1st November 2022
At the end of September, the UK Government published their latest figures on air pollution data for across the country.
Air pollution is rebounding after the lockdowns.
Under existing laws, the UK Government has to report every year on where it is failing to meet legal limits for air pollution designed to protect people’s health. In the UK, the law on nitrogen dioxide (NO2) pollution – one of the most harmful pollutants – says annual average concentrations cannot exceed 40 µg/m3 (micrograms per cubic metre of air).
The latest figures show that, in 2021, 10 of the 43 national reporting zones suffered with illegal levels of NO2 pollution. This is twice as many as in 2020, when lockdowns led to a temporary dip in NO2 levels across the country.
But more importantly, as the weight of evidence on the health impacts of air pollution has increased, global health experts at the World Health Organization (WHO) last year radically overhauled their pollution guidelines. The WHO recommended guideline for annual average NO2 pollution is now 10 µg/m - four times lower than the UK’s current legal limit.
This means that while some parts of the UK may currently be registering levels of pollution that are within formal legal limits, the WHO tell a different story. Based on what scientists now know, the air in towns and cities across the UK is still putting people’s health in jeopardy.
|Zone name||Maximum modelled annual mean concentration (μg/m3)||No. times over WHO recommended level|
|Greater Manchester Urban Area||52||5.2|
|Greater London Urban Area||50||5|
West Midlands Urban Area (includes Birmingham)
|South Wales (includes Newport)||49||4.9|
|Sheffield Urban Area||45||4.5|
|Glasgow Urban Area||45||4.5|
|Nottingham Urban Area||44||4.4|
|West Yorkshire Urban Area||43||4.3|
|Liverpool Urban Area||43||4.3|
|Bristol Urban Area||43||4.3|
|Leicester Urban Area||39||3.9|
|The Potteries (includes Stoke on Trent)||39||3.9|
|Belfast Urban Area||39||3.9|
|South East (includes Bath)||39||3.9|
|Portsmouth Urban Area||38||3.8|
|Southampton Urban Area||38||3.8|
|Teesside Urban Area||37||3.7|
|Kingston upon Hull||37||3.7|
|Edinburgh Urban Area||36||3.6|
|Eastern (includes Cambridge and Norwich)||36||3.6|
|North West Merseyside||35||3.5|
|North East Scotland||35||3.5|
|Preston Urban Area||33||3.3|
|Bournemouth Urban Area||32||3.2|
|Southend Urban Area||32||3.2|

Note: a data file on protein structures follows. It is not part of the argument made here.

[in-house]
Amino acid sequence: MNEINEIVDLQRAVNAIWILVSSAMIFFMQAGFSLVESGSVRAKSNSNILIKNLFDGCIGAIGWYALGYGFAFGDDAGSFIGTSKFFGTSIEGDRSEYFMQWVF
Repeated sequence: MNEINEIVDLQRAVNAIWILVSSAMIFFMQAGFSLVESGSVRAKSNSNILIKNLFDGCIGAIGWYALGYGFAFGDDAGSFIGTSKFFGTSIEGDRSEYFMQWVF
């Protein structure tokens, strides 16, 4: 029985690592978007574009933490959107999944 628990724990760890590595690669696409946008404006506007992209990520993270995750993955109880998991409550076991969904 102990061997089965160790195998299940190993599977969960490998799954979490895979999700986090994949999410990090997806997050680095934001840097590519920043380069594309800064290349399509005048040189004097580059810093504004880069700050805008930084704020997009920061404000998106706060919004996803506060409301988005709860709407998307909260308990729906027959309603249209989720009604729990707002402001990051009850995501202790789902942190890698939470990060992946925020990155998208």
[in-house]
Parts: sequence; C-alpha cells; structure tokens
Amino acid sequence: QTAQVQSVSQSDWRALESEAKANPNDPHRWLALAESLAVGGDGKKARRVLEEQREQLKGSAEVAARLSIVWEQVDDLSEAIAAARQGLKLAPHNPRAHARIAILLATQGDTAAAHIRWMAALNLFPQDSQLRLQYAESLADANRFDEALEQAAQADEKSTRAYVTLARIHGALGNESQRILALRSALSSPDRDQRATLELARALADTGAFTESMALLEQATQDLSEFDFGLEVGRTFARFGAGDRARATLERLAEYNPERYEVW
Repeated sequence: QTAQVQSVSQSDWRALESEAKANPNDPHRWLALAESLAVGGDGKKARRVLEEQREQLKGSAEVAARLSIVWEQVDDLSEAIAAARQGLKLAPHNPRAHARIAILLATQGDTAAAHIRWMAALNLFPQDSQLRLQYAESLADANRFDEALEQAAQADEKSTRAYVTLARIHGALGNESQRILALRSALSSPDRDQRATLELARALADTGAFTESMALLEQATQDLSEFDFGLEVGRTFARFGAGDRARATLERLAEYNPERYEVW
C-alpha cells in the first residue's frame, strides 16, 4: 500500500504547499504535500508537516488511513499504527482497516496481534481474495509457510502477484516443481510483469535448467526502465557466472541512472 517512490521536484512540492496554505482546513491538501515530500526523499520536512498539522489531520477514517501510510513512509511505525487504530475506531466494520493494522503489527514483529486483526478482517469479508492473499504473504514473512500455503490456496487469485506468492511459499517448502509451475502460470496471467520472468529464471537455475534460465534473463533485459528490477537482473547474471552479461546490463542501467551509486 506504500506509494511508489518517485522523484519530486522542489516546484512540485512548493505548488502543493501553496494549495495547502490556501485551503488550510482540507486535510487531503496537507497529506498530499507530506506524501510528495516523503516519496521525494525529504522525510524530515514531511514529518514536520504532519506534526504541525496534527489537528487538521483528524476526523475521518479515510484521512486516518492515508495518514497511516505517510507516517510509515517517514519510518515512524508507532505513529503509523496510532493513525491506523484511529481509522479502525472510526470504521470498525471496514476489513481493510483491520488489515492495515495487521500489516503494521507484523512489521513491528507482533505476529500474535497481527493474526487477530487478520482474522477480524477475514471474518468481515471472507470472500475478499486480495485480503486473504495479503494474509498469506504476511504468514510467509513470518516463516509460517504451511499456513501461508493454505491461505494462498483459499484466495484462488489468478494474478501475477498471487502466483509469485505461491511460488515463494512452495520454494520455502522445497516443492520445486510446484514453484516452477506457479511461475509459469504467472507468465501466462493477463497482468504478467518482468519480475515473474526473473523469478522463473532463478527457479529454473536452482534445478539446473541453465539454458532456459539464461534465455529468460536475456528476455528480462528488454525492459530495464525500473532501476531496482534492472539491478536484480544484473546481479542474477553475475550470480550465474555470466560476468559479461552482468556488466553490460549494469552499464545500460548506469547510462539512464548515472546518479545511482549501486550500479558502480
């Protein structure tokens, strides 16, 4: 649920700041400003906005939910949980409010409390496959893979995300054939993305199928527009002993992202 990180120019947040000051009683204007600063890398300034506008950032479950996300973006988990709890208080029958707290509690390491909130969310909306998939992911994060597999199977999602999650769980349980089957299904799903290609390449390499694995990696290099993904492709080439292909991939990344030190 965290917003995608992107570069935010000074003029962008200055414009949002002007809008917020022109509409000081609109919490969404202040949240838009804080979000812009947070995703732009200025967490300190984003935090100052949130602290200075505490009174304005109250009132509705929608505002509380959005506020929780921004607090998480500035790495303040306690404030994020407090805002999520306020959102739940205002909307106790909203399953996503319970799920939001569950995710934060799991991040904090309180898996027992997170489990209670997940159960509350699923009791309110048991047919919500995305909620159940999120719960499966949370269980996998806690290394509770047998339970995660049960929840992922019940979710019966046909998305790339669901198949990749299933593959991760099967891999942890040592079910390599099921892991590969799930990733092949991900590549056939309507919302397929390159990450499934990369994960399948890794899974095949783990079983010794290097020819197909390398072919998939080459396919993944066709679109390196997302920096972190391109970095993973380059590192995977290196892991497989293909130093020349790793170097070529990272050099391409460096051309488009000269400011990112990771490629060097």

|Birkenhead Urban Area||31||3.1|
|Cardiff Urban Area||31||3.1|
|Swansea Urban Area||30||3|
|Reading/Wokingham Urban Area||28||2.8|
|Blackpool Urban Area||25||2.5|
To see areas covered by the zones, click here.
The 2021 data – the latest available – is still widely impacted by Covid-19. The Government admits that "the ongoing Covid-19 restrictions continued to reduce traffic on many roads in 2021". So next year’s data may be worse if action isn’t taken nationally and locally to tackle key sources such as road transport.
That’s very worrying given that air pollution affects the health and quality of life of people across the UK. In fact, it has been estimated that air pollution causes the equivalent of 40,000 early deaths every year.
The harms from air pollution have been well-documented by the scientific community. A recent example is a study showing that unborn foetuses have air pollution in their lungs and brains before they take their first breath.
Air pollution is a huge problem across the UK, but it can be solved. Already we’ve taken the UK Government to court three times and won over their failure to protect the UK public from toxic air pollution.
Our court wins forced the government and local authorities to produce new air quality plans to show how they are going to meet legal limits in the shortest time possible. This has led to the introduction of Clean Air Zones across the country and over £800m being given to local authorities to provide help and support for people to move to cleaner forms of transport.
But recent developments show the government is looking to do away with the very legal protections that have led to this progress.
The UK Government has recently tabled a new proposed law called the Retained EU Law (Revocation and Reform) Bill. Its aim is to “revoke certain retained EU law” without any clear indication of whether or how these legal protections will be replaced. This could include the clean air laws that we can currently use to hold the government to account over dirty air.
Our lawyer Katie Nield said: “Instead of putting forward plans to get to grips with this public health crisis, ministers are presenting a deeply worrying Bill in Parliament which could rip out the legal protections in our statute book.
“Science has never been clearer on the harms caused by air pollution – even at low concentrations – and meanwhile our Government is proposing a future where we could have little protection from dirty air.”